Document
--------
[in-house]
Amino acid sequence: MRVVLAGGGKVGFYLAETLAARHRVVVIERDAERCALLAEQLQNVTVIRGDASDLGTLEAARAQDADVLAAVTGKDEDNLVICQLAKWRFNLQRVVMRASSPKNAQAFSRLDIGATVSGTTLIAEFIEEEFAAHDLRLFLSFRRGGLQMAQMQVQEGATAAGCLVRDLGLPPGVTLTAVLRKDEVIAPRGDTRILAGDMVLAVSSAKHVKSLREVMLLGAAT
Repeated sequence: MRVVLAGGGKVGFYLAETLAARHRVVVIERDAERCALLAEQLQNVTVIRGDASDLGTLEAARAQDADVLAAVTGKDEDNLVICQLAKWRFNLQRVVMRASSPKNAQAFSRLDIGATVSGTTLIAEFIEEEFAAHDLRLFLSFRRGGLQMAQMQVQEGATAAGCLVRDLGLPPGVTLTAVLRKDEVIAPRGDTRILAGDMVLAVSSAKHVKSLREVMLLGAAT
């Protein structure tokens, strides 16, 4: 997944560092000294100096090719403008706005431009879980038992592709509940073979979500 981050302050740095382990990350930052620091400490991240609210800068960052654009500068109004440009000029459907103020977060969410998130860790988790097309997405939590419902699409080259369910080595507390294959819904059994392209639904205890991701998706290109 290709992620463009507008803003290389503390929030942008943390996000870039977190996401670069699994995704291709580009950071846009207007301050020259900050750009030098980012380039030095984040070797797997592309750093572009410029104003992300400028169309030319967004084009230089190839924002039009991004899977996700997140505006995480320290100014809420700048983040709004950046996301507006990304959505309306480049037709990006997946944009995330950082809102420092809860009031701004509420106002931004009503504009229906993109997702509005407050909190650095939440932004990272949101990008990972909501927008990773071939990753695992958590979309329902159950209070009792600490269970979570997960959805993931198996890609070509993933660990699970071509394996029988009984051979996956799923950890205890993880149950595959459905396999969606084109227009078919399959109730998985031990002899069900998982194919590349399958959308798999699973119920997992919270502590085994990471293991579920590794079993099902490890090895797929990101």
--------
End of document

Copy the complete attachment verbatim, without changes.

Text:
[in-house]
Amino acid sequence: MRVVLAGGGKVGFYLAETLAARHRVVVIERDAERCALLAEQLQNVTVIRGDASDLGTLEAARAQDADVLAAVTGKDEDNLVICQLAKWRFNLQRVVMRASSPKNAQAFSRLDIGATVSGTTLIAEFIEEEFAAHDLRLFLSFRRGGLQMAQMQVQEGATAAGCLVRDLGLPPGVTLTAVLRKDEVIAPRGDTRILAGDMVLAVSSAKHVKSLREVMLLGAAT
Repeated sequence: MRVVLAGGGKVGFYLAETLAARHRVVVIERDAERCALLAEQLQNVTVIRGDASDLGTLEAARAQDADVLAAVTGKDEDNLVICQLAKWRFNLQRVVMRASSPKNAQAFSRLDIGATVSGTTLIAEFIEEEFAAHDLRLFLSFRRGGLQMAQMQVQEGATAAGCLVRDLGLPPGVTLTAVLRKDEVIAPRGDTRILAGDMVLAVSSAKHVKSLREVMLLGAAT
């Protein structure tokens, strides 16, 4: 997944560092000294100096090719403008706005431009879980038992592709509940073979979500 981050302050740095382990990350930052620091400490991240609210800068960052654009500068109004440009000029459907103020977060969410998130860790988790097309997405939590419902699409080259369910080595507390294959819904059994392209639904205890991701998706290109 290709992620463009507008803003290389503390929030942008943390996000870039977190996401670069699994995704291709580009950071846009207007301050020259900050750009030098980012380039030095984040070797797997592309750093572009410029104003992300400028169309030319967004084009230089190839924002039009991004899977996700997140505006995480320290100014809420700048983040709004950046996301507006990304959505309306480049037709990006997946944009995330950082809102420092809860009031701004509420106002931004009503504009229906993109997702509005407050909190650095939440932004990272949101990008990972909501927008990773071939990753695992958590979309329902159950209070009792600490269970979570997960959805993931198996890609070509993933660990699970071509394996029988009984051979996956799923950890205890993880149950595959459905396999969606084109227009078919399959109730998985031990002899069900998982194919590349399958959308798999699973119920997992919270502590085994990471293991579920590794079993099902490890090895797929990101």